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Civil and Administrative
Litigation Opinions
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Indigenous - Litigation Generally

. Johnson v. Canada

In Johnson v. Canada (Fed CA, 2023) the Federal Court of Appeal considered (and held that) the procedural rules that apply when "a claim is based on constitutional rights and treaty rights of Indigenous peoples" are the normal rules:
[27] The claim that Mr. Johnson is attempting to bring before the Tax Court is a private, personal claim as he is seeking a return of the amounts that he has paid as excise tax, duty and GST on his importation of cigarettes in 2005. This Court, in Horseman v. Canada, 2018 FCA 119, confirmed that procedural and jurisdictional provisions applicable to the ETA will apply even if a claim is based on constitutional rights and treaty rights of Indigenous peoples:
[4] ... In private, personal claims such as this, procedural and jurisdictional provisions apply and must be obeyed even where the constitutional rights and treaty rights of Indigenous peoples are asserted …
[28] Therefore, the procedural and jurisdictional provisions applicable to bringing an appeal to the Tax Court under the ETA must be considered and applied.
. Chippewas of Nawash Unceded First Nation v. Canada (Attorney General)

In Chippewas of Nawash Unceded First Nation v. Canada (Attorney General) (Ont CA, 2023) the Court of Appeal considered an action where an indigenous group "sued Canada and Ontario for a declaration that they have Aboriginal title to submerged lands in a large section of Lake Huron and Georgian Bay, surrounding the Bruce Peninsula (the “Title claim”)" and "for breach of the promise made by the Crown in 1836, in Treaty 45 ½, to protect SON’s land from encroachments by “the whites” (the “Treaty claim”)".

In these quotes the court comments on the need for flexibility in indigenous litigation - here with pleadings amendment, discovery and further hearings:
(6) Should the trial judge have invited further submissions to determine a process as to whether a claim to Aboriginal title to a smaller area could be established?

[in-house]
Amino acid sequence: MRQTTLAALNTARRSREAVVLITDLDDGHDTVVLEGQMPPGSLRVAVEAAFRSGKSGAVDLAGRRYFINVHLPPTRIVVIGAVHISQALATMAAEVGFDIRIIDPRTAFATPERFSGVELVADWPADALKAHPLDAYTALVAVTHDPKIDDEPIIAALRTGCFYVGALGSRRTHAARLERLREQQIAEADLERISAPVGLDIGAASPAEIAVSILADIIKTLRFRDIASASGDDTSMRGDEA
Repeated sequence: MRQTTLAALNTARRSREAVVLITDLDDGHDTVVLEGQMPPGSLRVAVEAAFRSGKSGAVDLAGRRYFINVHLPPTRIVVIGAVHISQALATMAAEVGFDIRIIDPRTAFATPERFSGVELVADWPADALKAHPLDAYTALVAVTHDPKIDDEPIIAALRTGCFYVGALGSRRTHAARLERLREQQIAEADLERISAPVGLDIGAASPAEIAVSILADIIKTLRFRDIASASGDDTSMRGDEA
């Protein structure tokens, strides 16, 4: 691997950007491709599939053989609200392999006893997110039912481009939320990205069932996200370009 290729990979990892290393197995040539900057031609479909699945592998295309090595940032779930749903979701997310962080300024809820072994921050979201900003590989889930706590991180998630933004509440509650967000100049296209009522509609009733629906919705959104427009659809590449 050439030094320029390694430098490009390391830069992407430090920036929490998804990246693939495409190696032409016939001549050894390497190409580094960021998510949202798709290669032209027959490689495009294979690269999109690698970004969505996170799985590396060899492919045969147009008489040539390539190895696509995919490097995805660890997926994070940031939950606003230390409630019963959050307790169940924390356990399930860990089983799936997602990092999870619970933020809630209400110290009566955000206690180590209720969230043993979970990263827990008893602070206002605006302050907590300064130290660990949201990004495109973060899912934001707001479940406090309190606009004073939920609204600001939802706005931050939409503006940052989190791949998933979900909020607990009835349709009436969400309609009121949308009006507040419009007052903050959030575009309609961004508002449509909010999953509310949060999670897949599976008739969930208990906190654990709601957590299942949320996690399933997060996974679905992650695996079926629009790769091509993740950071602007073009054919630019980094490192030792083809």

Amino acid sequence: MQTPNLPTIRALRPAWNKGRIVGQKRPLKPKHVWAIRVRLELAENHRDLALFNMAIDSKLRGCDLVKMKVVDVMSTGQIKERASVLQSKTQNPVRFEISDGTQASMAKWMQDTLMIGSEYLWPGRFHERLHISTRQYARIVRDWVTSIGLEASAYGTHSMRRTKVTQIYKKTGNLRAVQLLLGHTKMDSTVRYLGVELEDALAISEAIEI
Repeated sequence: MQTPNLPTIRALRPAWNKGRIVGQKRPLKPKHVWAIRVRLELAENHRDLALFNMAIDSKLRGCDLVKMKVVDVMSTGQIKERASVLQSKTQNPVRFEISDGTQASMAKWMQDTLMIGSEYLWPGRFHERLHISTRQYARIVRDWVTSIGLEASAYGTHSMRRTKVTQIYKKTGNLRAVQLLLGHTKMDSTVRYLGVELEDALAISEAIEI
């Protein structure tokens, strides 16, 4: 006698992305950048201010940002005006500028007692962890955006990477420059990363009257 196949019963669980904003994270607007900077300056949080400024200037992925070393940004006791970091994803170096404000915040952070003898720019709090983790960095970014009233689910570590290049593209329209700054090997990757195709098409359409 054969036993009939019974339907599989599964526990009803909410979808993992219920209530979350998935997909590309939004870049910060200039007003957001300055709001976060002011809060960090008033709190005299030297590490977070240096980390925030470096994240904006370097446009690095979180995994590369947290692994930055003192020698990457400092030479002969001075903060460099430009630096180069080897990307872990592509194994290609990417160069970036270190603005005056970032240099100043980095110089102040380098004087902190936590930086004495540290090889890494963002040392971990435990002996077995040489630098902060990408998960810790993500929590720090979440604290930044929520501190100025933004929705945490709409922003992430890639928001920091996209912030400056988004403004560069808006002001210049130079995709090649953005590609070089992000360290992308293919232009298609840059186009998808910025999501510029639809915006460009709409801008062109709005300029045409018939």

[101] In Tsilhqot’in, at para. 23, the Supreme Court stated that, where an Aboriginal title claim is varied from what was initially claimed, a technical approach to pleadings should not stand in the way of resolving the substance of the issues:
[C]ases such as this require an approach that results in decisions based on the best evidence that emerges, not what a lawyer may have envisaged when drafting the initial claim. What is at stake is nothing less than justice for the Aboriginal group and its descendants, and the reconciliation between the group and broader society. A technical approach to pleadings would serve neither goal. It is in the broader public interest that land claims and rights issues be resolved in a way that reflects the substance of the matter. Only thus can the project of reconciliation this Court spoke of in Delgamuukw be achieved.

[105] The trial judge noted that, in light of the lack of submissions and evidence with respect to Nochemowenaing, she did not have sufficient information to define the area. In addition, she found that it would not be fair to do so, given that Canada and Ontario had not had “an opportunity to raise any specific issues that may arise from any proposed boundaries in that area.” She noted that it would still be open to SON to pursue a different Aboriginal right that would recognize their historical spiritual practices.

[106] SON asks this court to remit this alternative claim to the trial judge “for a judgment, after further evidence and submissions, on the question of Aboriginal title to a portion of the Aboriginal title area claimed”.